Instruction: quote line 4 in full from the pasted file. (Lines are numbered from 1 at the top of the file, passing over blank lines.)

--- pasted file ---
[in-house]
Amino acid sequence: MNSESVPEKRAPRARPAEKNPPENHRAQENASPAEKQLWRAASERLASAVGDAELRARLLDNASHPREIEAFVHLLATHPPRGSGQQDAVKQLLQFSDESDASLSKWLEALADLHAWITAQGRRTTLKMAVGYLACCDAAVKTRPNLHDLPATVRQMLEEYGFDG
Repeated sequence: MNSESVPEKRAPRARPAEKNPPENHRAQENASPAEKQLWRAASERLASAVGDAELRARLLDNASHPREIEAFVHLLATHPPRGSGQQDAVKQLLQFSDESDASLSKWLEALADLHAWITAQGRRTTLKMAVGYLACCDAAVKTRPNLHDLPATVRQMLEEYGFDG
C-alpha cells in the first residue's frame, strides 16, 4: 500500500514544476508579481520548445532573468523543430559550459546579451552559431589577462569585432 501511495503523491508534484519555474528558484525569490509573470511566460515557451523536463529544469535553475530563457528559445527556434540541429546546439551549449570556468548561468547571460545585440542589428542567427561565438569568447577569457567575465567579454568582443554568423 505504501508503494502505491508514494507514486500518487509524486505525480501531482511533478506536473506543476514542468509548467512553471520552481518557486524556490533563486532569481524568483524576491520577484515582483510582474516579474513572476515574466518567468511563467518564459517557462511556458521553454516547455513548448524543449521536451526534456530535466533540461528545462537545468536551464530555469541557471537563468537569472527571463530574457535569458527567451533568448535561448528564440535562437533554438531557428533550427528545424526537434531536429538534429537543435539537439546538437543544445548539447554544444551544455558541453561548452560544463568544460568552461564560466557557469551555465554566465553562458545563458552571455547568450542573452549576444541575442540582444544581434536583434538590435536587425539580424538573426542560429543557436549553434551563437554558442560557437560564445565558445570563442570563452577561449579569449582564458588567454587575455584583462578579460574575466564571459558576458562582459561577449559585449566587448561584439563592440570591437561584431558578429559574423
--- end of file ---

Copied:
C-alpha cells in the first residue's frame, strides 16, 4: 500500500514544476508579481520548445532573468523543430559550459546579451552559431589577462569585432 501511495503523491508534484519555474528558484525569490509573470511566460515557451523536463529544469535553475530563457528559445527556434540541429546546439551549449570556468548561468547571460545585440542589428542567427561565438569568447577569457567575465567579454568582443554568423 505504501508503494502505491508514494507514486500518487509524486505525480501531482511533478506536473506543476514542468509548467512553471520552481518557486524556490533563486532569481524568483524576491520577484515582483510582474516579474513572476515574466518567468511563467518564459517557462511556458521553454516547455513548448524543449521536451526534456530535466533540461528545462537545468536551464530555469541557471537563468537569472527571463530574457535569458527567451533568448535561448528564440535562437533554438531557428533550427528545424526537434531536429538534429537543435539537439546538437543544445548539447554544444551544455558541453561548452560544463568544460568552461564560466557557469551555465554566465553562458545563458552571455547568450542573452549576444541575442540582444544581434536583434538590435536587425539580424538573426542560429543557436549553434551563437554558442560557437560564445565558445570563442570563452577561449579569449582564458588567454587575455584583462578579460574575466564571459558576458562582459561577449559585449566587448561584439563592440570591437561584431558578429559574423